2019 FYEE Conference

Probability and Statistics – Early Exposure in the Engineering Curriculum

Presented at M3B: Learning in Context 2

Probability and Statistics classes are often introduced in the second year of an Engineering Program. However, the benefits of students being exposed to these subjects during the Freshman Year have been identified. Some of these benefits are: students’ early recognition of the presence and importance of probability and statistics in addressing engineering problems; students’ recognition that statistics and engineering are not in fact two distinct, unrelated entities; and the students’ early exposure will benefit them in subsequent courses in their academic career. Major constraints in exposing students to probability and statistics in their first year are: course-space availability, limited classroom time and the depth at which an instructor can delve into the material.
One option for infusing statistics into a First Year course is to integrate the material into a first term “Introduction to Freshman Design” course. In order to achieve this, lecture and recitation sections were added to an existing laboratory-based course to create “Introduction to Engineering Design and Data Analysis.” (resulting in an increase of course credits). Four weeks of the ten-week course focused on probability and statistical concepts. Lectures highlighted relevant statistics topics, and recitations were dedicated to the students working in teams performing exercises that reinforced the lecture material. Instructional assistance was provided in the recitation sections by graduate teaching assistants.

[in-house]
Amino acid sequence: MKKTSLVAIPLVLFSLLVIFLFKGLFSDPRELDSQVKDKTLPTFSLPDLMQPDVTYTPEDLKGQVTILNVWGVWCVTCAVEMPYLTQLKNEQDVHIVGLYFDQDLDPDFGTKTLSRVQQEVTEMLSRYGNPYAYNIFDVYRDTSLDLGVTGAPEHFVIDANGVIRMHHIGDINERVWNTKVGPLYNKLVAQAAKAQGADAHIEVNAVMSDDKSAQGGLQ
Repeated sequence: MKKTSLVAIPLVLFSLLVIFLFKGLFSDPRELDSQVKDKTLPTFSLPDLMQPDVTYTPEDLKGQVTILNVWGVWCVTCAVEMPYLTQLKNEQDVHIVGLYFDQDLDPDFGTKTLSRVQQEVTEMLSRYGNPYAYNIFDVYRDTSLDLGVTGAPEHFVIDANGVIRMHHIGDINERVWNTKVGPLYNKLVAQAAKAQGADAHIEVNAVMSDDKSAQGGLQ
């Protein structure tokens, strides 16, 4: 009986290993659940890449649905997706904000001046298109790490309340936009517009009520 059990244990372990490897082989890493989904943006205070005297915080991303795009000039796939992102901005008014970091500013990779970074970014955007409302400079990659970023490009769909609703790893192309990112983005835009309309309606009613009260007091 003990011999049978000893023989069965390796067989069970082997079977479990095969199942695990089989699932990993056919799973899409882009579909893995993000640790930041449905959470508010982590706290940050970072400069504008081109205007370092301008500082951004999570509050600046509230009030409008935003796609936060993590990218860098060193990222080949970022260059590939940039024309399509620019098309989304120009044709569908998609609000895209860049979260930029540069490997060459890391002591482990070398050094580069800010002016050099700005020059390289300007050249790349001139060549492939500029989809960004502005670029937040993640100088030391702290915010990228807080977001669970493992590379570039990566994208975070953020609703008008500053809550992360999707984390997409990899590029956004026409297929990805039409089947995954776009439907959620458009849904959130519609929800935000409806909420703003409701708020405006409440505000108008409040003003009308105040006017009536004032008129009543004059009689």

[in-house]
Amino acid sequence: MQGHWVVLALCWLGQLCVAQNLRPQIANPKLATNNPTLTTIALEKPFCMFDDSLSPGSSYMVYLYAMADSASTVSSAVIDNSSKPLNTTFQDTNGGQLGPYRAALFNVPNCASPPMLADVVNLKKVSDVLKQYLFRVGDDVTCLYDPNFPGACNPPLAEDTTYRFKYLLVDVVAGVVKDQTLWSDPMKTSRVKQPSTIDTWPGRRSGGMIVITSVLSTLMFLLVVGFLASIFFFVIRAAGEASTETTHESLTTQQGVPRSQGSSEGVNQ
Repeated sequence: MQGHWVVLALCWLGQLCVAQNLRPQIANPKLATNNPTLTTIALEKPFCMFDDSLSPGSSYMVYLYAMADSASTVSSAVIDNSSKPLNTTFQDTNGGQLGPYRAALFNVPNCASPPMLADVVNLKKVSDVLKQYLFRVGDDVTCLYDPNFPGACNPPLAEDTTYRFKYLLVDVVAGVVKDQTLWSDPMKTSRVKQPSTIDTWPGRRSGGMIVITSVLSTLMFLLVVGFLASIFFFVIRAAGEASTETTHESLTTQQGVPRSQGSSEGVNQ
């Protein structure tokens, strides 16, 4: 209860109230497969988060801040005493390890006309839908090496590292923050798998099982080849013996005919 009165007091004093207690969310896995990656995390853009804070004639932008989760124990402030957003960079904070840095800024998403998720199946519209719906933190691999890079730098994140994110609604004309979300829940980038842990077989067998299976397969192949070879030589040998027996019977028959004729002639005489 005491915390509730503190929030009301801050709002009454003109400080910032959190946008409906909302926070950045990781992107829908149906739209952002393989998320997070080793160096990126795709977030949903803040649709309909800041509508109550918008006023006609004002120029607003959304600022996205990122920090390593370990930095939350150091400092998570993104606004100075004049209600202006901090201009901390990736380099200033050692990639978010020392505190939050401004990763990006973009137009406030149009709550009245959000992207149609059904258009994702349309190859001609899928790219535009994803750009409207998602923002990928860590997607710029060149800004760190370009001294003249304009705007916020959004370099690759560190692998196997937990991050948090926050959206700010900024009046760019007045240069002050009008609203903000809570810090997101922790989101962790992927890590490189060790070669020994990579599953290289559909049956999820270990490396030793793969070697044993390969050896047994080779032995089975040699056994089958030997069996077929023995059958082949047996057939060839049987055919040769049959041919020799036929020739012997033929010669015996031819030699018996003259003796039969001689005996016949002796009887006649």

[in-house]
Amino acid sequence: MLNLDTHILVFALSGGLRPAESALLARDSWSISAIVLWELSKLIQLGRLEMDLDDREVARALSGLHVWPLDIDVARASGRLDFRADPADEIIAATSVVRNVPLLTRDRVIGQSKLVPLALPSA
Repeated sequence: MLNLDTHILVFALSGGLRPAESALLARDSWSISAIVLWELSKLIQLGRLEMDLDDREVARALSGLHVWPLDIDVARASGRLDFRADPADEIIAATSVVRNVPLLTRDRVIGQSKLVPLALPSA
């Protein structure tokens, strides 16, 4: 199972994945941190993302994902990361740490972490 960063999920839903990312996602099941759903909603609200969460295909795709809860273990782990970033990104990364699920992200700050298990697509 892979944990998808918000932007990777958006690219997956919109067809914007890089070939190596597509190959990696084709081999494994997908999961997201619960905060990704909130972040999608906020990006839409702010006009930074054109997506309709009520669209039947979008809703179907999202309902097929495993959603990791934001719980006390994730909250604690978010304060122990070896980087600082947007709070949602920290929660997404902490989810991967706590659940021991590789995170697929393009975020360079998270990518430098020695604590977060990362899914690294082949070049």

During Fall 2018, 800 students were enrolled in the course in which there was one 50-minute lecture and one 50-minute recitation each week. Lectures contained 100-120 students and recitation sections were made up of a maximum of 30 students. Direct assessment of the impact of lecture and recitation activities on learning of statistical concepts was accomplished through homework assignments, grading of the recitation exercises and questions on the final exam. Further insight into student perceptions of the recitation activities was garnered from comments on the course evaluations. Results from the initiative were encouraging and are presented herein.

Authors
  1. Prof. Christopher M Weyant Drexel University (Eng. & Eng. Tech.) [biography]
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